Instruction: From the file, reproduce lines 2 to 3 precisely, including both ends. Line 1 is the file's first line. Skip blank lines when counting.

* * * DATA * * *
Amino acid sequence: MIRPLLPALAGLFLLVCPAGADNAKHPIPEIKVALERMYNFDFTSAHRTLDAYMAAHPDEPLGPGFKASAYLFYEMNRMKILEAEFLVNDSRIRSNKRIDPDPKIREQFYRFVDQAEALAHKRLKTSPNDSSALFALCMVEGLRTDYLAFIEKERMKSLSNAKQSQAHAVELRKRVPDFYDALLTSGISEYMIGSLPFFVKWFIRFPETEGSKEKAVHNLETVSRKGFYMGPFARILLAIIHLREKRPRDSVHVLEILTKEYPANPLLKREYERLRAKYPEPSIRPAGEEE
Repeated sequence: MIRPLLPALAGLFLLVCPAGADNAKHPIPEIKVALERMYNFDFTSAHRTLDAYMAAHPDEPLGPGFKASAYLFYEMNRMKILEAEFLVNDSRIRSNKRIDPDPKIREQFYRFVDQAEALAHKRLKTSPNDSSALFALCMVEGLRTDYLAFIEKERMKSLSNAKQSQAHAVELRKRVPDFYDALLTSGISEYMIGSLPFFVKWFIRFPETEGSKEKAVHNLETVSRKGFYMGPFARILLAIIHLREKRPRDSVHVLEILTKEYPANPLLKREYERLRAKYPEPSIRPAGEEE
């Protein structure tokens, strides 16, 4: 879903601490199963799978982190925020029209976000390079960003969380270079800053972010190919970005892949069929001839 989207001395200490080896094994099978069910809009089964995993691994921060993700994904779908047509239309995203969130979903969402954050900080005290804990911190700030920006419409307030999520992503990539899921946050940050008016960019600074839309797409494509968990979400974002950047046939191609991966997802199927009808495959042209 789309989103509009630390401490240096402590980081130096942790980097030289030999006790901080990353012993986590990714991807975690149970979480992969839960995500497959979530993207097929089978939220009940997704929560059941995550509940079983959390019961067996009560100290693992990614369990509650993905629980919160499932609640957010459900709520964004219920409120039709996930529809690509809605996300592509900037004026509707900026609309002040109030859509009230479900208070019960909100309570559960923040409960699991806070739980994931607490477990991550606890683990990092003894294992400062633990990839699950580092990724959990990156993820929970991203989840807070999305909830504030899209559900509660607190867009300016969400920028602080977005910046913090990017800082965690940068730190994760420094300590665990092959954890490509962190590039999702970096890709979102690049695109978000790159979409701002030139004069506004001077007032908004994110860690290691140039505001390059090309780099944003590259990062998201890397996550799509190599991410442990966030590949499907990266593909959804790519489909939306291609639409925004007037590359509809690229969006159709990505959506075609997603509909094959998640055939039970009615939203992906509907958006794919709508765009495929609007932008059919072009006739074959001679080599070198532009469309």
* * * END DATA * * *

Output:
Repeated sequence: MIRPLLPALAGLFLLVCPAGADNAKHPIPEIKVALERMYNFDFTSAHRTLDAYMAAHPDEPLGPGFKASAYLFYEMNRMKILEAEFLVNDSRIRSNKRIDPDPKIREQFYRFVDQAEALAHKRLKTSPNDSSALFALCMVEGLRTDYLAFIEKERMKSLSNAKQSQAHAVELRKRVPDFYDALLTSGISEYMIGSLPFFVKWFIRFPETEGSKEKAVHNLETVSRKGFYMGPFARILLAIIHLREKRPRDSVHVLEILTKEYPANPLLKREYERLRAKYPEPSIRPAGEEE
């Protein structure tokens, strides 16, 4: 879903601490199963799978982190925020029209976000390079960003969380270079800053972010190919970005892949069929001839 989207001395200490080896094994099978069910809009089964995993691994921060993700994904779908047509239309995203969130979903969402954050900080005290804990911190700030920006419409307030999520992503990539899921946050940050008016960019600074839309797409494509968990979400974002950047046939191609991966997802199927009808495959042209 789309989103509009630390401490240096402590980081130096942790980097030289030999006790901080990353012993986590990714991807975690149970979480992969839960995500497959979530993207097929089978939220009940997704929560059941995550509940079983959390019961067996009560100290693992990614369990509650993905629980919160499932609640957010459900709520964004219920409120039709996930529809690509809605996300592509900037004026509707900026609309002040109030859509009230479900208070019960909100309570559960923040409960699991806070739980994931607490477990991550606890683990990092003894294992400062633990990839699950580092990724959990990156993820929970991203989840807070999305909830504030899209559900509660607190867009300016969400920028602080977005910046913090990017800082965690940068730190994760420094300590665990092959954890490509962190590039999702970096890709979102690049695109978000790159979409701002030139004069506004001077007032908004994110860690290691140039505001390059090309780099944003590259990062998201890397996550799509190599991410442990966030590949499907990266593909959804790519489909939306291609639409925004007037590359509809690229969006159709990505959506075609997603509909094959998640055939039970009615939203992906509907958006794919709508765009495929609007932008059919072009006739074959001679080599070198532009469309």